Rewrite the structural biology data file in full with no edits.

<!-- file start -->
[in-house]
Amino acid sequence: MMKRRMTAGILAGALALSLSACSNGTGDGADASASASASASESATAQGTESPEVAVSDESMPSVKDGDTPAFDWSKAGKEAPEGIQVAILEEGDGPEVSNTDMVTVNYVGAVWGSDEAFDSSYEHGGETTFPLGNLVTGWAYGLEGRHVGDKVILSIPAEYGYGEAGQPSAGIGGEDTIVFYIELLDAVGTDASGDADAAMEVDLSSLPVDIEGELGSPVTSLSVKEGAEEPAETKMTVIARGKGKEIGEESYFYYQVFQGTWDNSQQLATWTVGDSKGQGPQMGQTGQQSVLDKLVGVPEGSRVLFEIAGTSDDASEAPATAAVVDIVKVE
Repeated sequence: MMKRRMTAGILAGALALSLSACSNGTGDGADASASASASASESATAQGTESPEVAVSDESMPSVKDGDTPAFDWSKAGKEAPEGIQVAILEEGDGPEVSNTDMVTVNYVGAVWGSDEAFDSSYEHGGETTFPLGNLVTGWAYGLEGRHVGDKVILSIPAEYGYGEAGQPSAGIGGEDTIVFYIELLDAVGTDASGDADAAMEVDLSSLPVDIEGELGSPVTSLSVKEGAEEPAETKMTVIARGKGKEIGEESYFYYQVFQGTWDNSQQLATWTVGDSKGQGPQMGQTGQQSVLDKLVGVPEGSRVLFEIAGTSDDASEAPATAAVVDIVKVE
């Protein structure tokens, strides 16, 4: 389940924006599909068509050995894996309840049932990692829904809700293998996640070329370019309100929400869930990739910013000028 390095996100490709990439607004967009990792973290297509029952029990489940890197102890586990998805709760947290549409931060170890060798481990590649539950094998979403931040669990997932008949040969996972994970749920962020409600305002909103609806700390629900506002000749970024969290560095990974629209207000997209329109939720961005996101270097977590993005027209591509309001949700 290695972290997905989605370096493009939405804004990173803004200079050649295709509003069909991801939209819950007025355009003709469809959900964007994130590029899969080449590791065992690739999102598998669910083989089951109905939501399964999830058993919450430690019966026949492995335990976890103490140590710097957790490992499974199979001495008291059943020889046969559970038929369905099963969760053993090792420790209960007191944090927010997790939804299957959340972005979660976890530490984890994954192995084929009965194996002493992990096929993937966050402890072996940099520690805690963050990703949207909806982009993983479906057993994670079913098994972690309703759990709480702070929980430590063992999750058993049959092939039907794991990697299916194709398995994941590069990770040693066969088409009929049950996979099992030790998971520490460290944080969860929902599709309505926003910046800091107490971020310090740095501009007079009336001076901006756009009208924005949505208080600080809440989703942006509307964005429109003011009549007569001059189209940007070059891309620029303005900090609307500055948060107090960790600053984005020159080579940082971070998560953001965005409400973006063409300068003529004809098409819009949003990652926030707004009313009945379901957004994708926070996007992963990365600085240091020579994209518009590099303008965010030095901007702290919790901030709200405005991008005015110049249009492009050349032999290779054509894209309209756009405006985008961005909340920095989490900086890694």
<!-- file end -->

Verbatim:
[in-house]
Amino acid sequence: MMKRRMTAGILAGALALSLSACSNGTGDGADASASASASASESATAQGTESPEVAVSDESMPSVKDGDTPAFDWSKAGKEAPEGIQVAILEEGDGPEVSNTDMVTVNYVGAVWGSDEAFDSSYEHGGETTFPLGNLVTGWAYGLEGRHVGDKVILSIPAEYGYGEAGQPSAGIGGEDTIVFYIELLDAVGTDASGDADAAMEVDLSSLPVDIEGELGSPVTSLSVKEGAEEPAETKMTVIARGKGKEIGEESYFYYQVFQGTWDNSQQLATWTVGDSKGQGPQMGQTGQQSVLDKLVGVPEGSRVLFEIAGTSDDASEAPATAAVVDIVKVE
Repeated sequence: MMKRRMTAGILAGALALSLSACSNGTGDGADASASASASASESATAQGTESPEVAVSDESMPSVKDGDTPAFDWSKAGKEAPEGIQVAILEEGDGPEVSNTDMVTVNYVGAVWGSDEAFDSSYEHGGETTFPLGNLVTGWAYGLEGRHVGDKVILSIPAEYGYGEAGQPSAGIGGEDTIVFYIELLDAVGTDASGDADAAMEVDLSSLPVDIEGELGSPVTSLSVKEGAEEPAETKMTVIARGKGKEIGEESYFYYQVFQGTWDNSQQLATWTVGDSKGQGPQMGQTGQQSVLDKLVGVPEGSRVLFEIAGTSDDASEAPATAAVVDIVKVE
């Protein structure tokens, strides 16, 4: 389940924006599909068509050995894996309840049932990692829904809700293998996640070329370019309100929400869930990739910013000028 390095996100490709990439607004967009990792973290297509029952029990489940890197102890586990998805709760947290549409931060170890060798481990590649539950094998979403931040669990997932008949040969996972994970749920962020409600305002909103609806700390629900506002000749970024969290560095990974629209207000997209329109939720961005996101270097977590993005027209591509309001949700 290695972290997905989605370096493009939405804004990173803004200079050649295709509003069909991801939209819950007025355009003709469809959900964007994130590029899969080449590791065992690739999102598998669910083989089951109905939501399964999830058993919450430690019966026949492995335990976890103490140590710097957790490992499974199979001495008291059943020889046969559970038929369905099963969760053993090792420790209960007191944090927010997790939804299957959340972005979660976890530490984890994954192995084929009965194996002493992990096929993937966050402890072996940099520690805690963050990703949207909806982009993983479906057993994670079913098994972690309703759990709480702070929980430590063992999750058993049959092939039907794991990697299916194709398995994941590069990770040693066969088409009929049950996979099992030790998971520490460290944080969860929902599709309505926003910046800091107490971020310090740095501009007079009336001076901006756009009208924005949505208080600080809440989703942006509307964005429109003011009549007569001059189209940007070059891309620029303005900090609307500055948060107090960790600053984005020159080579940082971070998560953001965005409400973006063409300068003529004809098409819009949003990652926030707004009313009945379901957004994708926070996007992963990365600085240091020579994209518009590099303008965010030095901007702290919790901030709200405005991008005015110049249009492009050349032999290779054509894209309209756009405006985008961005909340920095989490900086890694």